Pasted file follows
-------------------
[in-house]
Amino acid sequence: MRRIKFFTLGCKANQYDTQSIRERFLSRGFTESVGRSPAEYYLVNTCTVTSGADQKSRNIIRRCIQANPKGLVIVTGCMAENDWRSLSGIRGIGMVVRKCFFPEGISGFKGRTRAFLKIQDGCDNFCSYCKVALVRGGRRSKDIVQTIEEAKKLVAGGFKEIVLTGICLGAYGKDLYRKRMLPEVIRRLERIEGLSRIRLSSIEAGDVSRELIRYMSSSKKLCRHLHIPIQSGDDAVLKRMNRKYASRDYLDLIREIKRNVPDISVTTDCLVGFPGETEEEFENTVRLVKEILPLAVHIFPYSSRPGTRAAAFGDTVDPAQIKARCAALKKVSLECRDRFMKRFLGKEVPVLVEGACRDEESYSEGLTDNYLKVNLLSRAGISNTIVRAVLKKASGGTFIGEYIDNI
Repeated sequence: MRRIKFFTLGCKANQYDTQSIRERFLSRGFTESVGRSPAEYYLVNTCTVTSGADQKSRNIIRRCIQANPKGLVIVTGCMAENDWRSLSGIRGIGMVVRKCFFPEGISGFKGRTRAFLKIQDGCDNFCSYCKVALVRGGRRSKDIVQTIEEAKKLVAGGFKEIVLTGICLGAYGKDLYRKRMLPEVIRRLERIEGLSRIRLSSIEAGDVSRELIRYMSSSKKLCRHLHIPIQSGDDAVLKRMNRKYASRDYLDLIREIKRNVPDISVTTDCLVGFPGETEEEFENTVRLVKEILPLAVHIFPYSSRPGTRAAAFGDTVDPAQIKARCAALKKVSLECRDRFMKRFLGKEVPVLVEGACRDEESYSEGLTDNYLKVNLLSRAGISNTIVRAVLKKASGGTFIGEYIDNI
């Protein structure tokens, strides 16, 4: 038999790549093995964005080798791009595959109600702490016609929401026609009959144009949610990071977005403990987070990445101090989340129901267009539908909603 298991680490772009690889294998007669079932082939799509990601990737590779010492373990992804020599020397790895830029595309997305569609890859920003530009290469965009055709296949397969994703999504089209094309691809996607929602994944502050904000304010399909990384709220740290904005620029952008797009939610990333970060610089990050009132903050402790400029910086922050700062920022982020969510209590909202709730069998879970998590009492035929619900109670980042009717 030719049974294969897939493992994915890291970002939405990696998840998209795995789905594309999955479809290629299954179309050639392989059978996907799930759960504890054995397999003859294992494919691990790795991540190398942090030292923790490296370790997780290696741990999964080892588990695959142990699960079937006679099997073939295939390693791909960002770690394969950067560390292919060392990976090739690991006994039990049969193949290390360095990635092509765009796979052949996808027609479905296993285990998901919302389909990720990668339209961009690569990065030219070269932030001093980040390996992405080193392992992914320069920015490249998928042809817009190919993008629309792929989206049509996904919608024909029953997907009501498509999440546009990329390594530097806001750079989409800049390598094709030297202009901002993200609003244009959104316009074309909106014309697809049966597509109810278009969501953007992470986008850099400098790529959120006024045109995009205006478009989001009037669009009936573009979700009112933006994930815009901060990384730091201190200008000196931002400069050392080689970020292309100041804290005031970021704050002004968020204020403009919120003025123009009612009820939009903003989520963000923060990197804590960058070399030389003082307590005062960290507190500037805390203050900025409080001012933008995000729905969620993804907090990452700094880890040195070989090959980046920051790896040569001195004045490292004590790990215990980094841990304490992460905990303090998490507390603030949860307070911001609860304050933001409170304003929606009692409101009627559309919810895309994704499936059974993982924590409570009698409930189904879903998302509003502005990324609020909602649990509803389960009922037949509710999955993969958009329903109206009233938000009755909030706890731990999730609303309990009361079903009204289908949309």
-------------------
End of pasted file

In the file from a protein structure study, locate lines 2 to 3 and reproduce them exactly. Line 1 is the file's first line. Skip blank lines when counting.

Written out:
Amino acid sequence: MRRIKFFTLGCKANQYDTQSIRERFLSRGFTESVGRSPAEYYLVNTCTVTSGADQKSRNIIRRCIQANPKGLVIVTGCMAENDWRSLSGIRGIGMVVRKCFFPEGISGFKGRTRAFLKIQDGCDNFCSYCKVALVRGGRRSKDIVQTIEEAKKLVAGGFKEIVLTGICLGAYGKDLYRKRMLPEVIRRLERIEGLSRIRLSSIEAGDVSRELIRYMSSSKKLCRHLHIPIQSGDDAVLKRMNRKYASRDYLDLIREIKRNVPDISVTTDCLVGFPGETEEEFENTVRLVKEILPLAVHIFPYSSRPGTRAAAFGDTVDPAQIKARCAALKKVSLECRDRFMKRFLGKEVPVLVEGACRDEESYSEGLTDNYLKVNLLSRAGISNTIVRAVLKKASGGTFIGEYIDNI
Repeated sequence: MRRIKFFTLGCKANQYDTQSIRERFLSRGFTESVGRSPAEYYLVNTCTVTSGADQKSRNIIRRCIQANPKGLVIVTGCMAENDWRSLSGIRGIGMVVRKCFFPEGISGFKGRTRAFLKIQDGCDNFCSYCKVALVRGGRRSKDIVQTIEEAKKLVAGGFKEIVLTGICLGAYGKDLYRKRMLPEVIRRLERIEGLSRIRLSSIEAGDVSRELIRYMSSSKKLCRHLHIPIQSGDDAVLKRMNRKYASRDYLDLIREIKRNVPDISVTTDCLVGFPGETEEEFENTVRLVKEILPLAVHIFPYSSRPGTRAAAFGDTVDPAQIKARCAALKKVSLECRDRFMKRFLGKEVPVLVEGACRDEESYSEGLTDNYLKVNLLSRAGISNTIVRAVLKKASGGTFIGEYIDNI